This is largely because the Pirates are already out of it, and the Cubs have already clinched a playoff spot and the best record in baseball. There’s no point in rescheduling when the season ends on Sunday, and the result of the game won’t impact other clubs.

But it feels wrong to have a tie. That’s for other sports, not baseball.

The NL Central is a weird place, apparently.

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OK, fine, the whole league is weird. Ubaldo Jimenez entered his start on Thursday with a 5.71 ERA, despite a 2.86 mark in September. He faced the Toronto Blue Jays. Their whole schtick is beating the other team into submission with their power bats. Jimenez tends to give up home runs and smaller varieties of extra-base hits. There’s no reason that the Jays shouldn’t have scored approximately 275 runs.

They scored zero runs.

Jimenez threw just short of seven innings of shutout ball, and the strong Baltimore bullpen did the rest. The Blue Jays and Orioles are now tied for the Wild Card, with the Mariners and Tigers hot on their tails. This will go down to the wire.

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Nolan Arenado is the best defensive third baseman in baseball, and has a case to be the best defender in the game, period. He is a highlight reel with a name, pulse, and 40-homer power. In a world without Kris Bryant, he’s the National League MVP, Coors Field or not.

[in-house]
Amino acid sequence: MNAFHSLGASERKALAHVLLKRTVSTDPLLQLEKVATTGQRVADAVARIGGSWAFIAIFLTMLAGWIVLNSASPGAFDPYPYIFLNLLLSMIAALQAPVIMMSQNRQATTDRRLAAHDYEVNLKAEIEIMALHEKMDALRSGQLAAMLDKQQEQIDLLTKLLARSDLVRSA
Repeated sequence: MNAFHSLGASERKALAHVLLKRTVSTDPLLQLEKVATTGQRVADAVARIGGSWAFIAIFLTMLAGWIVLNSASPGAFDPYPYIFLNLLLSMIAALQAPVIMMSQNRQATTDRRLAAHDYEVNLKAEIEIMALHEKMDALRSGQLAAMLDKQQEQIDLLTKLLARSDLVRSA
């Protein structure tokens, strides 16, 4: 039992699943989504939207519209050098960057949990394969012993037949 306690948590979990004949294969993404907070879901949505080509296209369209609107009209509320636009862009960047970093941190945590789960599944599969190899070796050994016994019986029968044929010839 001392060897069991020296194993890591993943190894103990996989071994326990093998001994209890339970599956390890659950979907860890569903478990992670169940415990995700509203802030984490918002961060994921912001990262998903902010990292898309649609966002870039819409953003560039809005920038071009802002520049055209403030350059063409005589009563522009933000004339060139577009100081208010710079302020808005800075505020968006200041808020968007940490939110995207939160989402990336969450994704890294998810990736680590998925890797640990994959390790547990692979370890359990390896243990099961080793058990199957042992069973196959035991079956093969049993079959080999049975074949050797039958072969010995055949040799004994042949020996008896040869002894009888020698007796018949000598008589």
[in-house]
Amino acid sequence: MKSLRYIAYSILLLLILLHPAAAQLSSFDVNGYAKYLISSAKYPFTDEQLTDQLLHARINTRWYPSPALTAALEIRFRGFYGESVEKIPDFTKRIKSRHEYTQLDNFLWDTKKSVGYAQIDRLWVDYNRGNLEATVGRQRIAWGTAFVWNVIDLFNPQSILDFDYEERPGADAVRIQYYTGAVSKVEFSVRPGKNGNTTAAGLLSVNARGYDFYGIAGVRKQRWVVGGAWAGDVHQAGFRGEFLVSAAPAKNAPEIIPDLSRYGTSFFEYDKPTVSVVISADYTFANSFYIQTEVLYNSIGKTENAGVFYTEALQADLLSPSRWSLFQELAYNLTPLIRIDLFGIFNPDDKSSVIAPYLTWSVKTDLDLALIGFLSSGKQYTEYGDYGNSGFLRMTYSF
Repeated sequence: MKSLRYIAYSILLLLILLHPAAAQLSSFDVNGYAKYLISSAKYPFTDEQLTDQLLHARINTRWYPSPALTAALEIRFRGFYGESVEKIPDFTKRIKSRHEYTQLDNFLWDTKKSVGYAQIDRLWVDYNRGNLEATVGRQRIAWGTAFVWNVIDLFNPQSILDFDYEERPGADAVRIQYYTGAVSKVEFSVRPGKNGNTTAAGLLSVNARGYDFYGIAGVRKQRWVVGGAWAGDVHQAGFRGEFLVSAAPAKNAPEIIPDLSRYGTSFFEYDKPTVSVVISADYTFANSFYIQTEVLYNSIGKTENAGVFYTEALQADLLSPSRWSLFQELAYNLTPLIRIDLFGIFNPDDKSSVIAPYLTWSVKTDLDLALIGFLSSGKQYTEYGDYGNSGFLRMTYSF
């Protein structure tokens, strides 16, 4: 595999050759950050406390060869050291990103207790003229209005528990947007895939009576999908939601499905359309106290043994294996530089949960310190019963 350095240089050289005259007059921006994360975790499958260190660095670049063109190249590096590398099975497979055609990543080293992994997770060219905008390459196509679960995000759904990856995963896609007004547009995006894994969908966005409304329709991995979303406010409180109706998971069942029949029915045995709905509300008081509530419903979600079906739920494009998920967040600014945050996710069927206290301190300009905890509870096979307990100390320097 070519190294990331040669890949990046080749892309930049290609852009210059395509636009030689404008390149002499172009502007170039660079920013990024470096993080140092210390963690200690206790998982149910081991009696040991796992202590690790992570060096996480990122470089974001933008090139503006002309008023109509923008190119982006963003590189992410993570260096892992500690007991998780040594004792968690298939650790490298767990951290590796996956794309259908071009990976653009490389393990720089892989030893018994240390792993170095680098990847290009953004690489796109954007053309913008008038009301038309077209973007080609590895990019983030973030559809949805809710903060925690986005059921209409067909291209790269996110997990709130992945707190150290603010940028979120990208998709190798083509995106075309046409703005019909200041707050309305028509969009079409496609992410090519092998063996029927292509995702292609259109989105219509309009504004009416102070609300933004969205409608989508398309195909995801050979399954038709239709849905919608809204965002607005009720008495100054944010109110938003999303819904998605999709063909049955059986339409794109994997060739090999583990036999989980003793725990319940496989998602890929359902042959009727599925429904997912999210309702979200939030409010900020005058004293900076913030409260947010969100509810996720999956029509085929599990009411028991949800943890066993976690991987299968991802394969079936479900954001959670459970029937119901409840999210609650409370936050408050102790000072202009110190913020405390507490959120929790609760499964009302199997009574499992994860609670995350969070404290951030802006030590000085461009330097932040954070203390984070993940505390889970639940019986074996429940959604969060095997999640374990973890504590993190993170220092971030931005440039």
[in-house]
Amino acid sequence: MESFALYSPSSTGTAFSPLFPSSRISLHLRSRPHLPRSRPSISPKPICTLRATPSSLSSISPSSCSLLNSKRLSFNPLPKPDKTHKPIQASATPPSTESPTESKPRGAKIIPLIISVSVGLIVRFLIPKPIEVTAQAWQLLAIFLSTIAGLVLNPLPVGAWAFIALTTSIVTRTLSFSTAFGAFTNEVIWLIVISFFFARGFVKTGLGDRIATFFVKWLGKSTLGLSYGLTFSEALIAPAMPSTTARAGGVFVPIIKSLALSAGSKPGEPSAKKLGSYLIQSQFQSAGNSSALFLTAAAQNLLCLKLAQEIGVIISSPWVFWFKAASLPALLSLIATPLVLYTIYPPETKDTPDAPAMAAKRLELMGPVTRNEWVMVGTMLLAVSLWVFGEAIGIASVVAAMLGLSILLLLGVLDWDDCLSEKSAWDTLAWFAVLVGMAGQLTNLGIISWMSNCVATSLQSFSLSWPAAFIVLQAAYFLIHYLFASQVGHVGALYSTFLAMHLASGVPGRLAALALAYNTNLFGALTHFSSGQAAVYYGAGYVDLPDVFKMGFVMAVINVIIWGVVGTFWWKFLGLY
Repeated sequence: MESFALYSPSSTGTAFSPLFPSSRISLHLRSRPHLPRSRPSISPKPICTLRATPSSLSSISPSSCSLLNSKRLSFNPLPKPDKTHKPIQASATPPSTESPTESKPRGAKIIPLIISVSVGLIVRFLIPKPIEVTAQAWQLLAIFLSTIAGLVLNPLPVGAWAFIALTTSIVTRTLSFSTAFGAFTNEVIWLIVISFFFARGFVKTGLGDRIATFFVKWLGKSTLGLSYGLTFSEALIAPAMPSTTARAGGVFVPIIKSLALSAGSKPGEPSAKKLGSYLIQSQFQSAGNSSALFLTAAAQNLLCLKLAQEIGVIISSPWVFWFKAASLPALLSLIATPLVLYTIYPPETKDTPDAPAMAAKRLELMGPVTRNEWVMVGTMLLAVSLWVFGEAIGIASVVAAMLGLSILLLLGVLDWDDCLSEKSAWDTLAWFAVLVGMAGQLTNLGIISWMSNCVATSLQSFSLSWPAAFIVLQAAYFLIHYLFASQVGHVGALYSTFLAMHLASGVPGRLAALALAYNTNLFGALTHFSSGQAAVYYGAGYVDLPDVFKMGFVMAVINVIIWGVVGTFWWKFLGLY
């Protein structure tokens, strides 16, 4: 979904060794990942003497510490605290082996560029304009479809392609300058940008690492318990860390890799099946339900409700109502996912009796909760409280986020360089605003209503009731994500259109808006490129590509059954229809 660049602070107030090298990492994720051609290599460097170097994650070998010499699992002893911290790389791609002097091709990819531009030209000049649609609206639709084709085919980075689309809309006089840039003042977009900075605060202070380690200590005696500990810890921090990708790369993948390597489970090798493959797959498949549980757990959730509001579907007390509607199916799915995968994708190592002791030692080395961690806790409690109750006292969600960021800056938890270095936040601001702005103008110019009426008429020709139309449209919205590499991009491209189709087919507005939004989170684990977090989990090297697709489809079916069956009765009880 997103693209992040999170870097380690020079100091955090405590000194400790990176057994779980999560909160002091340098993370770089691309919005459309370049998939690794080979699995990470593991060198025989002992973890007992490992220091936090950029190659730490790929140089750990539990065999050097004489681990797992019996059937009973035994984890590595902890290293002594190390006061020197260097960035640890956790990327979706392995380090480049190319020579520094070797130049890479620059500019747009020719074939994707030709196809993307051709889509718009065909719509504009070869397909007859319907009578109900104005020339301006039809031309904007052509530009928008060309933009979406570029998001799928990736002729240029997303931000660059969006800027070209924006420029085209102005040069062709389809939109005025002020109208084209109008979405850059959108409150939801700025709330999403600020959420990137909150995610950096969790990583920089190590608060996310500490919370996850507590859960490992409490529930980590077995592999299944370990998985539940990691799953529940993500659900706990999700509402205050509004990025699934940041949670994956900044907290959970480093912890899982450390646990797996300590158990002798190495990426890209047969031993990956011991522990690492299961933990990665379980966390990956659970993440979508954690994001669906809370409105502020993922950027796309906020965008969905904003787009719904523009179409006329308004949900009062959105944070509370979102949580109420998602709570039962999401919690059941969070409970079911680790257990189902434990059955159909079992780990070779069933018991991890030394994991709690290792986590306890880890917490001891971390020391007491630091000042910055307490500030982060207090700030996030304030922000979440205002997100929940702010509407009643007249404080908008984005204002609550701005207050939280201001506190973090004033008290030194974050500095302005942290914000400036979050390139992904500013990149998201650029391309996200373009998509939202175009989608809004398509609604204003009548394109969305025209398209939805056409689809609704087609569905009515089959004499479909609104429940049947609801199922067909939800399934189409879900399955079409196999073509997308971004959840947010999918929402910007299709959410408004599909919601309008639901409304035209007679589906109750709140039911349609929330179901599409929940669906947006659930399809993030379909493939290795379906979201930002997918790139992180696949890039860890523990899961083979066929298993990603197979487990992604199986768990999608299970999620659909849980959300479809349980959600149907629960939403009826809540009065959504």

Everyone has their off-kilter days, though.

Johnny Cueto executed a fairly good bunt, and in a bit of a Keystone Cops moment, Arenado and Jon Gray didn’t communicate about who was going to field the ball. That led to a rare rushed play from Arenado, and an even rarer two-run bunt.

Hell yeah.

Defensive Play of the Day

Nori Aoki is a bit of an adventure in the outfield. His routes to balls can best be categorized as “eccentric,” and his throwing arm is the equivalent of a dying quail trying to reenact the “falling with style” scene from Toy Story. But, that doesn’t mean he’s not fun.

What to Watch on Friday

Well, here we go. We’re now in the final series of the year, and it’s make-or-break time. The Blue Jays are going to do their damndest to hold on to a Wild Card spot, but they’ll need to go through the first-place Red Sox to do it. The first game of the series will feature Marco Estrada and Rick Porcello.

Coming off their totally legit and not in any way lucky break win, the Cardinals start a series with the Pirates. The Pirates have been eliminated, and the Cardinals may have finally realized that they need to win games to get into the playoffs. It’ll be Tyler Glasnow for Pittsburgh and Carlos Martinez for the Cards.

Then, for our West Coast evening game, we have a doozy. It’s an old-fashioned throwdown between the Giants and Dodgers, featuring Rich Hill and Madison Bumgarner. That’s nearly as good as it gets. Let’s see if Yasiel Puig looks at Bumgarner at any point in the night, and if the San Francisco bullpen can avoid going up in flames.